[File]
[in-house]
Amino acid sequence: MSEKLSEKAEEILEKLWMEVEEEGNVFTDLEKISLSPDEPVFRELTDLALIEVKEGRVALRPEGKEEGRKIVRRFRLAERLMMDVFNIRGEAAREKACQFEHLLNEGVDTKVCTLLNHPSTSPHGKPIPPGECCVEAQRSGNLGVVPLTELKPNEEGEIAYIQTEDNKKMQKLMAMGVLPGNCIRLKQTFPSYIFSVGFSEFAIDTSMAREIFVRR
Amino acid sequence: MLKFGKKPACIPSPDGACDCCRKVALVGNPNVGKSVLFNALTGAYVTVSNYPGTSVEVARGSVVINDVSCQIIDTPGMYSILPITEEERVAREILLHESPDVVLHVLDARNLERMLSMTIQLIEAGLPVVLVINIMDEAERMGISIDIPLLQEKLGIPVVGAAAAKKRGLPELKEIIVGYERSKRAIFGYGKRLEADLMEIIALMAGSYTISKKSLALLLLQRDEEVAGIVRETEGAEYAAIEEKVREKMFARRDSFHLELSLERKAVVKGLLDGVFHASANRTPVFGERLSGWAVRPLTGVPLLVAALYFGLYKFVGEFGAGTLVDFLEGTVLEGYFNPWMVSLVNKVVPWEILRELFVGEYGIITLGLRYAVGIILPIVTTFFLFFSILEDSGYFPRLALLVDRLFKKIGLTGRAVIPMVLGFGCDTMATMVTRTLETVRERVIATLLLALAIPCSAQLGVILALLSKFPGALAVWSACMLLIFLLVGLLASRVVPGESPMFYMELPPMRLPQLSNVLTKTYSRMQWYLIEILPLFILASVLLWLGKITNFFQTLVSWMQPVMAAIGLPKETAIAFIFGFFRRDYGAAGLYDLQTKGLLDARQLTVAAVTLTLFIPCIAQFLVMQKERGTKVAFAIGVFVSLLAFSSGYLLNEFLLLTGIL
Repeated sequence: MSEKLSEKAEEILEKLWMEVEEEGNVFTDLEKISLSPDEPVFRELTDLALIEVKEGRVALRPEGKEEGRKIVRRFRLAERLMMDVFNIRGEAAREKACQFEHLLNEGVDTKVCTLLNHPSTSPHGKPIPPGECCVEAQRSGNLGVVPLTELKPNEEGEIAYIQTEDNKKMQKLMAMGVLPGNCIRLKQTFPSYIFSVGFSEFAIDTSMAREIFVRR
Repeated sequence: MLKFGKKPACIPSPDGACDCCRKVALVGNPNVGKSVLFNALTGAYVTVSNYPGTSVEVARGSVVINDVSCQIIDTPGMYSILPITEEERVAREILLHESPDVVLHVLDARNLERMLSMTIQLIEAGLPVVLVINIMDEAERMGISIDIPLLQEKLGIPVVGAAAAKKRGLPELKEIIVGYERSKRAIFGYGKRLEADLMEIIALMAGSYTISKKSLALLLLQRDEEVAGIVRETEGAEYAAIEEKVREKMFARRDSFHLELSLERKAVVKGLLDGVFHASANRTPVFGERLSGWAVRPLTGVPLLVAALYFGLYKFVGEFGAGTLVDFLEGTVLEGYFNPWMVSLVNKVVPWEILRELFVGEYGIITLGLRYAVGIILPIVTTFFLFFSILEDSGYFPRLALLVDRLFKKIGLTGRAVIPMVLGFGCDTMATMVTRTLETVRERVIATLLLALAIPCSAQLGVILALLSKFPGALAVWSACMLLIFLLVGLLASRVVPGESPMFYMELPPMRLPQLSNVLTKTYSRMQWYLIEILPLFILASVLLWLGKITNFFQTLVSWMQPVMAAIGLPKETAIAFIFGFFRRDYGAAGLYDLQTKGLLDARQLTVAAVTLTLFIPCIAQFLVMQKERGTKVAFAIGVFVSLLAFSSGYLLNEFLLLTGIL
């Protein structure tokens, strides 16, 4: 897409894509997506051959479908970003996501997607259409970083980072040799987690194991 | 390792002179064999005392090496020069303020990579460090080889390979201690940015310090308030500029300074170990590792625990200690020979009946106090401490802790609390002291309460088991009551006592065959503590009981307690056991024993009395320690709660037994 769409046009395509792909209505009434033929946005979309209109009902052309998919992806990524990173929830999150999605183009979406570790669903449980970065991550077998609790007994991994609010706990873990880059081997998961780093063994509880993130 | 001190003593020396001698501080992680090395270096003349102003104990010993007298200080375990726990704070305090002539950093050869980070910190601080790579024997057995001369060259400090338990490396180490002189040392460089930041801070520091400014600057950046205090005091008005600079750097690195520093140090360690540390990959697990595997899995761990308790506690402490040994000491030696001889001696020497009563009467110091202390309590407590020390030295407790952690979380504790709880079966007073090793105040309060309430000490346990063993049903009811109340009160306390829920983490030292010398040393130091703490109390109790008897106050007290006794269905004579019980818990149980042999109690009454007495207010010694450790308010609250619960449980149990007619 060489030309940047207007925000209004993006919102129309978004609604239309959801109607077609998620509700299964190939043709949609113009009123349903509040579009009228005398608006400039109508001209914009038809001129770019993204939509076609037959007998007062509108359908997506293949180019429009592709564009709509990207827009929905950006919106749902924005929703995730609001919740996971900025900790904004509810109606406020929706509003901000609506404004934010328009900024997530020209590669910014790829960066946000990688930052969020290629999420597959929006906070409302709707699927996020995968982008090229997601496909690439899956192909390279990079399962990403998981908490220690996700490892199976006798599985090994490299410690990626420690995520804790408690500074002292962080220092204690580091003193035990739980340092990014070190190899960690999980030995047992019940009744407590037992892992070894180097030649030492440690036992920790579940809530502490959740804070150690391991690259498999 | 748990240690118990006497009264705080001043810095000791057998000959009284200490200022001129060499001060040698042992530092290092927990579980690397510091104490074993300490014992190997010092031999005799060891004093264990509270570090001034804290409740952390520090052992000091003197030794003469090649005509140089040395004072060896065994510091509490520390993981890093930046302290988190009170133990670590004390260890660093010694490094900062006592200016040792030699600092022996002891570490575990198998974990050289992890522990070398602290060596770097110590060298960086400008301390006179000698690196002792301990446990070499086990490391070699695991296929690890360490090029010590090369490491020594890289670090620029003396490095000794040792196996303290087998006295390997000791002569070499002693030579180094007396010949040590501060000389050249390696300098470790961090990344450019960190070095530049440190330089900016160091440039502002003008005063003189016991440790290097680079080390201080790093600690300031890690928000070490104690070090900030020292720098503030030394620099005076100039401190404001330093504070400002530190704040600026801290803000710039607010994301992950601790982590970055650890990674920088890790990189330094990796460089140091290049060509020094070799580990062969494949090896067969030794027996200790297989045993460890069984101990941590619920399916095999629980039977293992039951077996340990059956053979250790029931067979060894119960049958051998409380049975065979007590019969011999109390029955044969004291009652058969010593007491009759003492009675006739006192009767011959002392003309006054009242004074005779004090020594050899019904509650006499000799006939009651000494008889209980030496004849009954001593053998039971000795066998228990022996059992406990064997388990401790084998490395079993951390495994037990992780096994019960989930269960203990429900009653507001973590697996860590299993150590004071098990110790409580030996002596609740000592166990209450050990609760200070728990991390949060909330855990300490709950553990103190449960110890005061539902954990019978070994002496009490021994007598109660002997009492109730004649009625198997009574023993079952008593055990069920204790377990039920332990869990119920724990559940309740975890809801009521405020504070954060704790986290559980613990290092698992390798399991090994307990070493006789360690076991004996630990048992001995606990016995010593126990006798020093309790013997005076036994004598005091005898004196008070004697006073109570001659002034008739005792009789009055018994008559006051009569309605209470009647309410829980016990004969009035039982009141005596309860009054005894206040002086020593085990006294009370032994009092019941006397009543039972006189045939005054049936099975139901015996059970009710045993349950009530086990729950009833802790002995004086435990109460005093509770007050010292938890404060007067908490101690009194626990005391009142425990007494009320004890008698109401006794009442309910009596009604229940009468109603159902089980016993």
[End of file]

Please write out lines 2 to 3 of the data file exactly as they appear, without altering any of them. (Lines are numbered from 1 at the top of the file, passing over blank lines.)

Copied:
Amino acid sequence: MSEKLSEKAEEILEKLWMEVEEEGNVFTDLEKISLSPDEPVFRELTDLALIEVKEGRVALRPEGKEEGRKIVRRFRLAERLMMDVFNIRGEAAREKACQFEHLLNEGVDTKVCTLLNHPSTSPHGKPIPPGECCVEAQRSGNLGVVPLTELKPNEEGEIAYIQTEDNKKMQKLMAMGVLPGNCIRLKQTFPSYIFSVGFSEFAIDTSMAREIFVRR
Amino acid sequence: MLKFGKKPACIPSPDGACDCCRKVALVGNPNVGKSVLFNALTGAYVTVSNYPGTSVEVARGSVVINDVSCQIIDTPGMYSILPITEEERVAREILLHESPDVVLHVLDARNLERMLSMTIQLIEAGLPVVLVINIMDEAERMGISIDIPLLQEKLGIPVVGAAAAKKRGLPELKEIIVGYERSKRAIFGYGKRLEADLMEIIALMAGSYTISKKSLALLLLQRDEEVAGIVRETEGAEYAAIEEKVREKMFARRDSFHLELSLERKAVVKGLLDGVFHASANRTPVFGERLSGWAVRPLTGVPLLVAALYFGLYKFVGEFGAGTLVDFLEGTVLEGYFNPWMVSLVNKVVPWEILRELFVGEYGIITLGLRYAVGIILPIVTTFFLFFSILEDSGYFPRLALLVDRLFKKIGLTGRAVIPMVLGFGCDTMATMVTRTLETVRERVIATLLLALAIPCSAQLGVILALLSKFPGALAVWSACMLLIFLLVGLLASRVVPGESPMFYMELPPMRLPQLSNVLTKTYSRMQWYLIEILPLFILASVLLWLGKITNFFQTLVSWMQPVMAAIGLPKETAIAFIFGFFRRDYGAAGLYDLQTKGLLDARQLTVAAVTLTLFIPCIAQFLVMQKERGTKVAFAIGVFVSLLAFSSGYLLNEFLLLTGIL